Low impact breaches may have a higher expected frequency of occurrence, thus care should be taken to not over-communicate the same breach. Therefore, review of the systems performing the incident reports should assure that where multiple notifications are sent, reasonable time exists between. Further, the time period over which notifications are sent should be sufficiently long to assure affected parties or systems are indeed notified.

Medium Impact Incident Reporting:  Breaches with medium impact expectations should be reported automatically and immediately to individuals in the organization with authority to approve and trigger further notifications to potentially adversely affected third party organizations or people. Automated warning notifications may be expediently and necessarily sent, if agreed upon by the organization in terms of information contained therein. All incidents should be verified by organizational personnel review that the automatically generated and delivered notification reports were valid and received.

Review of medium impact breaches need significant and rapid attention due to expectations of serious adverse effect as a consequence of a breach. The reporting organization should, therefore, create and make available at all times on all days a rapid incident review team (“RIRT”) to augment automated notifications. The RIRT should be ‘pager-enabled’ at all times.

High Impact Incident Reporting:  Breaches with high impact expectations should be reported with extreme care and automatically and immediately to RIRT members, organizational leadership and potentially affected people and systems. This is due to the expected catastrophic effect of the breach. Notifications and review should follow the same process principles as in 4.2 Medium Impact Incident Reporting above.

Where the nature of the breach could reasonably be expected to cause catastrophic harm to human life, the notification to such affected parties should be immediate.

Classification Process

A good process for classifying data involves multiple steps and in some cases iterating on the steps.

  1. Identify relevant data for classification. In this step the organization should consider any information or system and whether the loss of a security objective would have an impact greater than N/A.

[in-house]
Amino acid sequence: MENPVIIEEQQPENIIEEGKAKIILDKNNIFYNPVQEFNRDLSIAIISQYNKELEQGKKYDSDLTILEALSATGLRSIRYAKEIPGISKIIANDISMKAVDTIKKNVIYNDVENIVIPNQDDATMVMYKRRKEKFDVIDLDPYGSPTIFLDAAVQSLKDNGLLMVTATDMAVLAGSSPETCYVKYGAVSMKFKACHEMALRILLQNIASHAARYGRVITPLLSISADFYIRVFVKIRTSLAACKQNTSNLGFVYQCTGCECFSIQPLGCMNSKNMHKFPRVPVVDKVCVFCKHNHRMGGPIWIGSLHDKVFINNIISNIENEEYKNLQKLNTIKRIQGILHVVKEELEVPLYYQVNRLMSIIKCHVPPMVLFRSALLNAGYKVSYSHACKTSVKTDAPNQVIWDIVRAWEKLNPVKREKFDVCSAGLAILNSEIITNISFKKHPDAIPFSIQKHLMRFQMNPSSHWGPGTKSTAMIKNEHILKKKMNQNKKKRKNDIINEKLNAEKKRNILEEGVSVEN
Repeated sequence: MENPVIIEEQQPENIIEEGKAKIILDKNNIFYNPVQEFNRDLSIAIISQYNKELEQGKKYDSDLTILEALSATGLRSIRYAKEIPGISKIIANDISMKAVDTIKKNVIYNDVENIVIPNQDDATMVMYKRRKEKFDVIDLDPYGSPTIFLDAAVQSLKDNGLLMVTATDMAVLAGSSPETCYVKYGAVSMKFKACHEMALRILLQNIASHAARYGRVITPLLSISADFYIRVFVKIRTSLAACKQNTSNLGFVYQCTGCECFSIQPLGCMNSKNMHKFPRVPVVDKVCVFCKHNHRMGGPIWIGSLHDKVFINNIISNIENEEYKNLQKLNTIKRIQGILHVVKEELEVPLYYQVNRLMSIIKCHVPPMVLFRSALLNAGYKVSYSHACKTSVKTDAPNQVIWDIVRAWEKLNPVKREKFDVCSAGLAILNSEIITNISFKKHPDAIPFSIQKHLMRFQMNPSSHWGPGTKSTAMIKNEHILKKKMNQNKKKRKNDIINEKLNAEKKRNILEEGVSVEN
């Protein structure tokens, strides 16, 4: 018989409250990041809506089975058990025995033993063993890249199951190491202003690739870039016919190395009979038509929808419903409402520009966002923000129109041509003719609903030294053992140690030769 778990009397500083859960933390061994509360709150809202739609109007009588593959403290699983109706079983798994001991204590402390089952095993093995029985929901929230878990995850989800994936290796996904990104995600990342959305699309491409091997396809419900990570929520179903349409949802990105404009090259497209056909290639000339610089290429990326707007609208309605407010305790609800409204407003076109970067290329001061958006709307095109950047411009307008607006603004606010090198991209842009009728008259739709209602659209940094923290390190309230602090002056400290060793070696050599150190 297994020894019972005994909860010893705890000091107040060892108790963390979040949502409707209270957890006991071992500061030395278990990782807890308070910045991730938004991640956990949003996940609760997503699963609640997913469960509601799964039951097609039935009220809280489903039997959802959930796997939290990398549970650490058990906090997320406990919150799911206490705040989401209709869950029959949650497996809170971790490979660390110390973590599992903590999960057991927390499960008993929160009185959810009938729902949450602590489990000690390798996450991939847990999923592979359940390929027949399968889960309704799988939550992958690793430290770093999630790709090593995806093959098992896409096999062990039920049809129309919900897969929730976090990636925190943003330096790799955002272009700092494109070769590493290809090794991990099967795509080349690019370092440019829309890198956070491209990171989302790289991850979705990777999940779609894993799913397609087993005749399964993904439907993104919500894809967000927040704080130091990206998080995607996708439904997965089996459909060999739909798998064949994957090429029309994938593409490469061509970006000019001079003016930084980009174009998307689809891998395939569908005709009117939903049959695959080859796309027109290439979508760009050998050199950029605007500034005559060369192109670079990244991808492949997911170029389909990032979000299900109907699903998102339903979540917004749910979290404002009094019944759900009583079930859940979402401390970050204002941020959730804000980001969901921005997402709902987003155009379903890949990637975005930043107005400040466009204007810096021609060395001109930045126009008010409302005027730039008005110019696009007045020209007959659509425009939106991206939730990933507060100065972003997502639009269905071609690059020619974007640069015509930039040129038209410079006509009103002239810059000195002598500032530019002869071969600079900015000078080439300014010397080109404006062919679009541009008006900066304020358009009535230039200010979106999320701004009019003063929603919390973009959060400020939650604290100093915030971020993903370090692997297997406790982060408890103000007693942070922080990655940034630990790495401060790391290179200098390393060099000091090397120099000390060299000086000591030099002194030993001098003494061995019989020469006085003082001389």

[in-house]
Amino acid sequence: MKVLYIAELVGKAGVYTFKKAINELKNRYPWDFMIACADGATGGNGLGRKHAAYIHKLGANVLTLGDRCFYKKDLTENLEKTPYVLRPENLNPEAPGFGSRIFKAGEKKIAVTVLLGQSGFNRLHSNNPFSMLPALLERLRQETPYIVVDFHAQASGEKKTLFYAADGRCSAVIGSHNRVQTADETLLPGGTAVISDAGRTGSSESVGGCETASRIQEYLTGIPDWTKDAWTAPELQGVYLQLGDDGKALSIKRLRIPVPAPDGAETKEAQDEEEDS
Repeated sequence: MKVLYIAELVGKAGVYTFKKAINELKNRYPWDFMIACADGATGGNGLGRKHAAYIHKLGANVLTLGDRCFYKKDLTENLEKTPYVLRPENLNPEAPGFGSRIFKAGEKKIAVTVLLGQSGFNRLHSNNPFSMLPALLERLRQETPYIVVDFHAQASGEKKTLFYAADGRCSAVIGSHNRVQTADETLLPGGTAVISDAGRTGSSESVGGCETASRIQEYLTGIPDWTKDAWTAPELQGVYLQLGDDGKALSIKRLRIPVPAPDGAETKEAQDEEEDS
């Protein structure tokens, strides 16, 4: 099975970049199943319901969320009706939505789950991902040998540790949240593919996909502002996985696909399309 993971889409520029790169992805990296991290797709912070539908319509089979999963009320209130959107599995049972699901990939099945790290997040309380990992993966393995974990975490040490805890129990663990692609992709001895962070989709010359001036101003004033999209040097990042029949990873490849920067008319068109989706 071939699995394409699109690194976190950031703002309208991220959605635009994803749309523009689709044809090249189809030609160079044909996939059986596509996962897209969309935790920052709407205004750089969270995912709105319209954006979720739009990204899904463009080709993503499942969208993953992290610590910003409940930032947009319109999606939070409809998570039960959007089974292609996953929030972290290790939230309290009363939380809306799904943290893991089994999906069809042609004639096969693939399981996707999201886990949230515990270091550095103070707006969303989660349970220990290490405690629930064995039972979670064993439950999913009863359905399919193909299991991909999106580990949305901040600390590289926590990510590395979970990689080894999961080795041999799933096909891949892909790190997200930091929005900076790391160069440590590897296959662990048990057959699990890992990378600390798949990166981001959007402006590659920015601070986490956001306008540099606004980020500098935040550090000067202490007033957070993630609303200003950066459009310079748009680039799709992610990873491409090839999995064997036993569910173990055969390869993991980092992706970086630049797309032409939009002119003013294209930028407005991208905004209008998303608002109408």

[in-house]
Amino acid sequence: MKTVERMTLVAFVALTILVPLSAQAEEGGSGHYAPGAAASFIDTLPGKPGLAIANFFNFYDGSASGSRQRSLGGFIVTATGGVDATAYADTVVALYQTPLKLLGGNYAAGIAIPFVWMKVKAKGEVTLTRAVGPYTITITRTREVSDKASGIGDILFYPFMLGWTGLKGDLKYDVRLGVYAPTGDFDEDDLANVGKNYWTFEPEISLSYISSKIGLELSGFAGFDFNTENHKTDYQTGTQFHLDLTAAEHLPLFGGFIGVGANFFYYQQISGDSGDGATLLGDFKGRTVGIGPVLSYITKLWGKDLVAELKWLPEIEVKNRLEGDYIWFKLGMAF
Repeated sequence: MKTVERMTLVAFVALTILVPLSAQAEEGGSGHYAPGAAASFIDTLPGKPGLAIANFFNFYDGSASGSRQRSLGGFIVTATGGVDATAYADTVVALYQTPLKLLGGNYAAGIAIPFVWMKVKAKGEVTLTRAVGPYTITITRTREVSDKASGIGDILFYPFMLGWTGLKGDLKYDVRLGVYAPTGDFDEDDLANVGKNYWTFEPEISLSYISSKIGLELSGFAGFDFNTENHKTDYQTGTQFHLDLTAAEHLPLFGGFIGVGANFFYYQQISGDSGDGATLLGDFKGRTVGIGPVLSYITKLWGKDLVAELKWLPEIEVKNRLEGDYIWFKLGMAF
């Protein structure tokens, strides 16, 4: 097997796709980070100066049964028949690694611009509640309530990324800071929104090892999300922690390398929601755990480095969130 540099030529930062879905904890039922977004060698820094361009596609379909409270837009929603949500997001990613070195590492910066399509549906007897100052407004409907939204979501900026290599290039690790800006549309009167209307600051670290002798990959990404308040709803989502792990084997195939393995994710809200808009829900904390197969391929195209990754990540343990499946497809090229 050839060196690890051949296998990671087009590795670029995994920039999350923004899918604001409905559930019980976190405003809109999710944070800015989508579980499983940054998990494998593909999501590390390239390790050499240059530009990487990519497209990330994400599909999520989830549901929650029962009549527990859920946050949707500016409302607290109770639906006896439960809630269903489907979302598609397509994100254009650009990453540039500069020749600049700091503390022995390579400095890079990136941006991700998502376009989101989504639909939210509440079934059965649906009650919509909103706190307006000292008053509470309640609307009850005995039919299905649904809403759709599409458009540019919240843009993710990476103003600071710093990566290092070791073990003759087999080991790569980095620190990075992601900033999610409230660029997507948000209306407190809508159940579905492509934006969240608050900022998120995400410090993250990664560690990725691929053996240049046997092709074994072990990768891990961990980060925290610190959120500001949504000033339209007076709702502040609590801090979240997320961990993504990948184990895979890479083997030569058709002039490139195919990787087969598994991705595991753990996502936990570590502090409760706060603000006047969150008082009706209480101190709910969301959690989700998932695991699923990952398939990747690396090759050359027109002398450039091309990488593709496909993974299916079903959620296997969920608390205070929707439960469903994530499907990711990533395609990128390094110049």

2. Determine the expected impact of a breach. In this step, for each data, identify the expected low, medium or high impact of a breach of any of the security objectives.
  3. Review impact levels with potentially affected constituents within the organization and revise the expected impact of breach appropriately.
  4. Finalize and codify the classification of the information and systems
  5. Identify all clouds that may house any of the information or systems classified.
  6. Select security controls consistent with the final classification and clouds involved. This step effectively informs the other multi-cloud foundations of the Six Sevens pattern.
  7. Implement the security controls. In this step, which is the technical implementation of either manual or automated processes involved in the various foundations of Multi-Cloud operations, the controls are implemented across all clouds selected in 5) above.

To be sure, this is a complex and potentially time-consuming process for any particular set of information. In steps 1-4, many factors may be relevant in determining the final classification, all of which should be raised and considered.

Review Process

At the completion of the classification process, a process for regular review of all items should be designed and implemented.

In summary,  concerns around information breaches begets a need for strategies to mitigate risk.  Data classification  and categorization are important processes for mitigating that risk, and an area where VMware Professional Services can provide expert guidance.

Sr. Director, PS Emerging Technology at VMware, Tom holds responsibility for research and innovation for world-wide Professional Services. Prior to its acquisition by VMware, Tom served as VP/CTO at MomentumSI, Inc.; was co-Founder and CTO of Metallect Corp.; Chief Technology Officer at AMX Corporation and Chief Executive Officer of Phast, AMX’s wholly owned subsidiary. Mr. Hite holds multiple patents in networking, artificial intelligence and semantic analysis; has a MSME and is a Juris Doctor with Highest Honors.


Top Threats Working Group, Cloud Security Alliance, The Treacherous 12 Cloud Computing Top Threats in 2016  p.5

Gutierrez, Carlos M. and Turner, James M., NIST Special Publication 800-60 Volume I Revision I August 2008

David McCrory Data Gravity–in the Clouds,  last visited October  30,2018

Apache Hadoop Project, Hadoop Distributed File System




One comment has been added so far

  1. The information was well organized and informative. It seems like the author may have used NIST SP 800-61 as a reference source, especially for the impact levels which is also great. The only suggestion I have is to not putting too much emphasis on breaches because they are not the only type of security incident that may impact confidentiality, integrity, and availability or otherwise result in the unauthorized disclosure of information.